Much of graphics programming revolves around coordinate transformations. Objects in the modeled scene are specified by coordinates in scene space. In order to display these objects, we must transform their coordinates into display space.
The contribution of this document is an implementation of this method using the Python language, and the extremely useful NumPy extensions to Python that make vector and matrix operations easy.
The author has found this reference to be extremely valuable in graphics work:
Foley, James D., Andries van Dam, Steven K. Feiner, and John F. Hughes. Computer graphics: principles and practice. Second edition. Addison-Wesley, 1990, ISBN 0-201-12110-7.
In the chapter on geometrical transformations, the authors
bring up homogeneous coordinates early on. This ingenous
mathematical artifice makes it possible to specify any
coordinate transformation using a small matrix: 3×3
for 2-space, 4×4 for 3-space. Points are carried as
3-element vectors for 2-space, or 4-element vectors for
3-space, and a trivial operation converts these vectors
Moreover, you can combine these transform matrices to model the effect of multiple transforms. For example, suppose you have a model of some small rigid object like a cup, positioned in a larger scene. The coordinates of the cup are described in some standard orientation; when the cup is placed into the scene, a single transform matrix describes the transformation of those coordinates into coordinates relative to the scene. The net transformation of the cup to display coordinates can be represented as a matrix which happens to be the product of the two transform matrices: the transform that describes the cup's placement in the scene, and the transform that desribes how scene coordinates become display coordinates.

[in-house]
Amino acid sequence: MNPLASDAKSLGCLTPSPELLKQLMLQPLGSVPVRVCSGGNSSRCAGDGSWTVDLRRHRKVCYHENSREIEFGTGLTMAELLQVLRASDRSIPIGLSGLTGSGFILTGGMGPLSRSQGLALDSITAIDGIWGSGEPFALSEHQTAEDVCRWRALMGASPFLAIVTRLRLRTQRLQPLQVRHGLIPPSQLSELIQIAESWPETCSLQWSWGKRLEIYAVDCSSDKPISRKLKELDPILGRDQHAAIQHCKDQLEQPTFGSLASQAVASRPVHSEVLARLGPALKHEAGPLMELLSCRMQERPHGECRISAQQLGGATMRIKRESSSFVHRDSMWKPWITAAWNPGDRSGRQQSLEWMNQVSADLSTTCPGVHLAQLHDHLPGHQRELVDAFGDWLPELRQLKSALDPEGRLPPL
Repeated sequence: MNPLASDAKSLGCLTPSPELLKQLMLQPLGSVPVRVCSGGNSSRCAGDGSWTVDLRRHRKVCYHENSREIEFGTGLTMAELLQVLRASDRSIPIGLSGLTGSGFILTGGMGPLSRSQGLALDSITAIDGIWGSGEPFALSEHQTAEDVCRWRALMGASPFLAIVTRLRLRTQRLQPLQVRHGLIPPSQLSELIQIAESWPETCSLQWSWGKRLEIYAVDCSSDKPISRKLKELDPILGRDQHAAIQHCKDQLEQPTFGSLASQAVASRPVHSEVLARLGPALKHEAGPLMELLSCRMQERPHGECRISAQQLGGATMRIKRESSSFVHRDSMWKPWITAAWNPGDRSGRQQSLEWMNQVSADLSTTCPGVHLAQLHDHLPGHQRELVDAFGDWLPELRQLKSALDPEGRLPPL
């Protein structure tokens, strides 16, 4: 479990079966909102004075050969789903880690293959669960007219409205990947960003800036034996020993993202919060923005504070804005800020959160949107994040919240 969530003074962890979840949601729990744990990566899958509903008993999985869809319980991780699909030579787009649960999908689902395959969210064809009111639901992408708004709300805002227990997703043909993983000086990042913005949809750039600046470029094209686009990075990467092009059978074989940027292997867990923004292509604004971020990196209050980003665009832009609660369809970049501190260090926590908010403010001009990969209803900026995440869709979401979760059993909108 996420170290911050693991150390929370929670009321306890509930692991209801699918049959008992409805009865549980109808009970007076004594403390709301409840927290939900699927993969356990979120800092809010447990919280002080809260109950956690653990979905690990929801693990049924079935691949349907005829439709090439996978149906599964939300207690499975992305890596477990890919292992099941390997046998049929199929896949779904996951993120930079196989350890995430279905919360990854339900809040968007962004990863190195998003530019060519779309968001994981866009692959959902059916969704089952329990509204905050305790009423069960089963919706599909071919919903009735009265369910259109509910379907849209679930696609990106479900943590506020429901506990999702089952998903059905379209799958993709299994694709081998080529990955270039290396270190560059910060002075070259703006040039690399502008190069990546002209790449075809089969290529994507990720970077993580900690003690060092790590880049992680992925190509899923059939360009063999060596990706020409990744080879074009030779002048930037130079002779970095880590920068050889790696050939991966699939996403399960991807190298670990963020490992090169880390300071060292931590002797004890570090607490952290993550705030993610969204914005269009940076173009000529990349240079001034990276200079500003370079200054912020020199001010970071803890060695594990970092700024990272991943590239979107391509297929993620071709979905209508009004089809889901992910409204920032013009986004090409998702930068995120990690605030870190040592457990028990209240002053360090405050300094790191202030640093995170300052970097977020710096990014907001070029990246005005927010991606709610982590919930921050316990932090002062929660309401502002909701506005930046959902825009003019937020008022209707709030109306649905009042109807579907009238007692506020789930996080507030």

Transform matrices are easily reversible. For example, suppose the user clicks on the display, and you want to know where that click is in scene space. To convert a display coordinate to a scene coordinate requires a single matrix multiplication.
This document is structured in three general parts.
Section 3, “Interface to the Python
homcoord module”: How to use this module in your
Remaining sections describe the implementation of the
package itself. This starts with Section 4, “Prologue to